4. Outline of the face. This helps make the person look more finished, by defining the shape of their face and encasing the facial features. Around the eyes the shape curves inward, then curves back out around the cheekbones, straight or curves out around the cheeks, out at the jaw, and in at the chin. Shading is fun here because there can be a lot, and it can really define how the person looks. There is often a lot at the bottom of the cheeks, around the jaw and the temples.

5. Ears. I never pay too much attention to the ears, but they're weird because there is so much detail here. The curves of the inside of the ear depend on the person but generally are of the same idea.

6. Hair. This is one of my favourite parts. It's usually a lot of lines beside each other, like with the eyelashes. At the top of the head I make few lines or make them more faint where the light would usually be shining, and closer and/or darker where shadows would be. Where the hair meets the head you can either make pretty vertical lines if the hair flares up or just start drawing hair using downward lines if the hair just falls down. Curls and waves are fun, as seen in the picture of Rachel McAdams to the right; use the same idea of more and/or darker lines where there'd be shadow and fewer/lighter where light would shine.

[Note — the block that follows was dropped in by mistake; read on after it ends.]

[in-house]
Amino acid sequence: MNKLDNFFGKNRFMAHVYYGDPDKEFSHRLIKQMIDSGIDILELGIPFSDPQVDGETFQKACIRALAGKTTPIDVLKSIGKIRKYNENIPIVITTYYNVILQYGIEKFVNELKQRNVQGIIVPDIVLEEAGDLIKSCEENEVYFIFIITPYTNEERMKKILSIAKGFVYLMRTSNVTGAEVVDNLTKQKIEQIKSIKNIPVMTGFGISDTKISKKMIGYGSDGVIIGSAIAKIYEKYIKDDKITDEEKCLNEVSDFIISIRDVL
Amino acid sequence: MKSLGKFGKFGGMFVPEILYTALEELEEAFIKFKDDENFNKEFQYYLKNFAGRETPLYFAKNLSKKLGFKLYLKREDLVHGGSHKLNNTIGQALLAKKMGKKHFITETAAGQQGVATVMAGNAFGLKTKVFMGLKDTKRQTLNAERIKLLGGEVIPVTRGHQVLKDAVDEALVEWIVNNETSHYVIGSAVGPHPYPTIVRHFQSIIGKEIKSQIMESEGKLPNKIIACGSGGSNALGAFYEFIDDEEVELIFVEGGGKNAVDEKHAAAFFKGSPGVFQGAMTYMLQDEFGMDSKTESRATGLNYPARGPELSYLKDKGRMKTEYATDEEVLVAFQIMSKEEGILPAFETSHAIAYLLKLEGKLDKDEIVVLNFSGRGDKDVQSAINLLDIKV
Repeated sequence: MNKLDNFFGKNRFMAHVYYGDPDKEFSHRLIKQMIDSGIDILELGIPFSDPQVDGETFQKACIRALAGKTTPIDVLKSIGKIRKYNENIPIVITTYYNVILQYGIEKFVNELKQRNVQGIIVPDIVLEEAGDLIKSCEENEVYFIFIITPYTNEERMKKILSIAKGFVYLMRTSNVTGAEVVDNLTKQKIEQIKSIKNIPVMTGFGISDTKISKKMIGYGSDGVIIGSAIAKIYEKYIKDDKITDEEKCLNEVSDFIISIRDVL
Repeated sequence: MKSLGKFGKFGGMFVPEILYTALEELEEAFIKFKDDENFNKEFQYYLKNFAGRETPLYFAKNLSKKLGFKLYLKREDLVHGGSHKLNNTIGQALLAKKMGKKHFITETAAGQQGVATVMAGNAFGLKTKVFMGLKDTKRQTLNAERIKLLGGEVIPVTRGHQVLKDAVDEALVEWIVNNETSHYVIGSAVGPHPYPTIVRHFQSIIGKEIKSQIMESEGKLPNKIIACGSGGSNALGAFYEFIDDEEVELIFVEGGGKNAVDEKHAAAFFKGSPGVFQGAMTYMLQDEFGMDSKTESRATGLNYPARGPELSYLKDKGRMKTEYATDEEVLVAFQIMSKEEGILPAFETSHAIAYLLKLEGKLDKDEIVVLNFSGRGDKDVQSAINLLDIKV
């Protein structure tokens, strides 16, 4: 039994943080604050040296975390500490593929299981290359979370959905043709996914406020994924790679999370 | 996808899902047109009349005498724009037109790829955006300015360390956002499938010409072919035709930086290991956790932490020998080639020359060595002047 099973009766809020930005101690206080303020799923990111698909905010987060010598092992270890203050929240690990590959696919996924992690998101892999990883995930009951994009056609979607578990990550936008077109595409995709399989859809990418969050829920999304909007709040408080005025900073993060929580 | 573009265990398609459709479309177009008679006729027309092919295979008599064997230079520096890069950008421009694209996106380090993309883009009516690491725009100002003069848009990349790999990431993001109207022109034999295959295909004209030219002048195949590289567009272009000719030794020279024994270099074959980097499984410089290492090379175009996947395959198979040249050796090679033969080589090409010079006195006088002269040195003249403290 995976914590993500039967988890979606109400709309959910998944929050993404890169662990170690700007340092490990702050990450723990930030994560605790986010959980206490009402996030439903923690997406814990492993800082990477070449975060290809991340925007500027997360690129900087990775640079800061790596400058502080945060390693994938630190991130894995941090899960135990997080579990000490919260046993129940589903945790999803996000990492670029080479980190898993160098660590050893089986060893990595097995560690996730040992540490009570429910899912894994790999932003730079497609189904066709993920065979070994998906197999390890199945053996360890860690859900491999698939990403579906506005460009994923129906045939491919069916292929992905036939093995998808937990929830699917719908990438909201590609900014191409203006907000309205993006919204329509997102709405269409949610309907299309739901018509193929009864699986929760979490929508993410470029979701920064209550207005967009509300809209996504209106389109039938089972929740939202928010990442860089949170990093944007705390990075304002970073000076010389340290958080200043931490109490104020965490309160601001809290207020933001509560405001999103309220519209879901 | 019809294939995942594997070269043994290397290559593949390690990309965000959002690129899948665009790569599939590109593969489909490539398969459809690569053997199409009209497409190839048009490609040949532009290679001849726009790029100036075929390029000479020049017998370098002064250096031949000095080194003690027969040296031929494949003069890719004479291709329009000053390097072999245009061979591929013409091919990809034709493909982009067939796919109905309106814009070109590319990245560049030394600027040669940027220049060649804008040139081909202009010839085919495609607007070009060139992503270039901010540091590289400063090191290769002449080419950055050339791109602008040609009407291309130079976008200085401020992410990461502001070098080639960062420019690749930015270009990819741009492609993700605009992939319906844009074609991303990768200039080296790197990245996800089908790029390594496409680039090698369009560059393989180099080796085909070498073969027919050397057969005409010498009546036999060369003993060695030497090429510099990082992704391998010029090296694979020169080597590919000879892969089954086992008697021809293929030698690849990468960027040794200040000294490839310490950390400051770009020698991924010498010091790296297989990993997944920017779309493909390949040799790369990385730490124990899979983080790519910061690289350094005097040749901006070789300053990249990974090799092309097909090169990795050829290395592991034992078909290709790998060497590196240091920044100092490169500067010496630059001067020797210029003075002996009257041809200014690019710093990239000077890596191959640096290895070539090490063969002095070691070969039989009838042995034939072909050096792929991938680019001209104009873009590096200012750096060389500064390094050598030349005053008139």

7. Neck and anything else. This can include the collar of shirts, necklaces, etc. Usually I add a little more so it's not just a floating head on the page, but I don't really care about more than the face anyway, so this part isn't very important to me.

working